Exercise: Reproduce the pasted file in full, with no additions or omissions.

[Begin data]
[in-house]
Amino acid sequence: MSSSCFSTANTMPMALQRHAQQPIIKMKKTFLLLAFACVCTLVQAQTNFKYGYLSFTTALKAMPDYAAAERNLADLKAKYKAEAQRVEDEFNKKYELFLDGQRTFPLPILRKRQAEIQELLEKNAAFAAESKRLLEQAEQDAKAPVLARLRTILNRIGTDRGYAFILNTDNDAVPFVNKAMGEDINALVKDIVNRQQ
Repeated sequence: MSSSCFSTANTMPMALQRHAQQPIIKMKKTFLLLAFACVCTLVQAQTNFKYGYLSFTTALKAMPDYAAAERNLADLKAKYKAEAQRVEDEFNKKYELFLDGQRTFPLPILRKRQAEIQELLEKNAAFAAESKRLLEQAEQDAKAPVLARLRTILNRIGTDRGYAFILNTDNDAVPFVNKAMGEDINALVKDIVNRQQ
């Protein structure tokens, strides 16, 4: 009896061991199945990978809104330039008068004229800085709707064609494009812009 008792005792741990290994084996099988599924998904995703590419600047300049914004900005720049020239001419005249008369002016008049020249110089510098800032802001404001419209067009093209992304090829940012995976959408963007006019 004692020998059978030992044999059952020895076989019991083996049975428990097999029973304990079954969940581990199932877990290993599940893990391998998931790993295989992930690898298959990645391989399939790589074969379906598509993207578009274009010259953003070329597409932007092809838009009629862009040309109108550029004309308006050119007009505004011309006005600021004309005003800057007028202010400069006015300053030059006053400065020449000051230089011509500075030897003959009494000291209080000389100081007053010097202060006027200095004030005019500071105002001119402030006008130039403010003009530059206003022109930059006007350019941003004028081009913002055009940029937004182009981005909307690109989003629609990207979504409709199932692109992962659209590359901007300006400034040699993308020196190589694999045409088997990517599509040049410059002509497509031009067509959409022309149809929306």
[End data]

[in-house]
Amino acid sequence: MSSSCFSTANTMPMALQRHAQQPIIKMKKTFLLLAFACVCTLVQAQTNFKYGYLSFTTALKAMPDYAAAERNLADLKAKYKAEAQRVEDEFNKKYELFLDGQRTFPLPILRKRQAEIQELLEKNAAFAAESKRLLEQAEQDAKAPVLARLRTILNRIGTDRGYAFILNTDNDAVPFVNKAMGEDINALVKDIVNRQQ
Repeated sequence: MSSSCFSTANTMPMALQRHAQQPIIKMKKTFLLLAFACVCTLVQAQTNFKYGYLSFTTALKAMPDYAAAERNLADLKAKYKAEAQRVEDEFNKKYELFLDGQRTFPLPILRKRQAEIQELLEKNAAFAAESKRLLEQAEQDAKAPVLARLRTILNRIGTDRGYAFILNTDNDAVPFVNKAMGEDINALVKDIVNRQQ
């Protein structure tokens, strides 16, 4: 009896061991199945990978809104330039008068004229800085709707064609494009812009 008792005792741990290994084996099988599924998904995703590419600047300049914004900005720049020239001419005249008369002016008049020249110089510098800032802001404001419209067009093209992304090829940012995976959408963007006019 004692020998059978030992044999059952020895076989019991083996049975428990097999029973304990079954969940581990199932877990290993599940893990391998998931790993295989992930690898298959990645391989399939790589074969379906598509993207578009274009010259953003070329597409932007092809838009009629862009040309109108550029004309308006050119007009505004011309006005600021004309005003800057007028202010400069006015300053030059006053400065020449000051230089011509500075030897003959009494000291209080000389100081007053010097202060006027200095004030005019500071105002001119402030006008130039403010003009530059206003022109930059006007350019941003004028081009913002055009940029937004182009981005909307690109989003629609990207979504409709199932692109992962659209590359901007300006400034040699993308020196190589694999045409088997990517599509040049410059002509497509031009067509959409022309149809929306």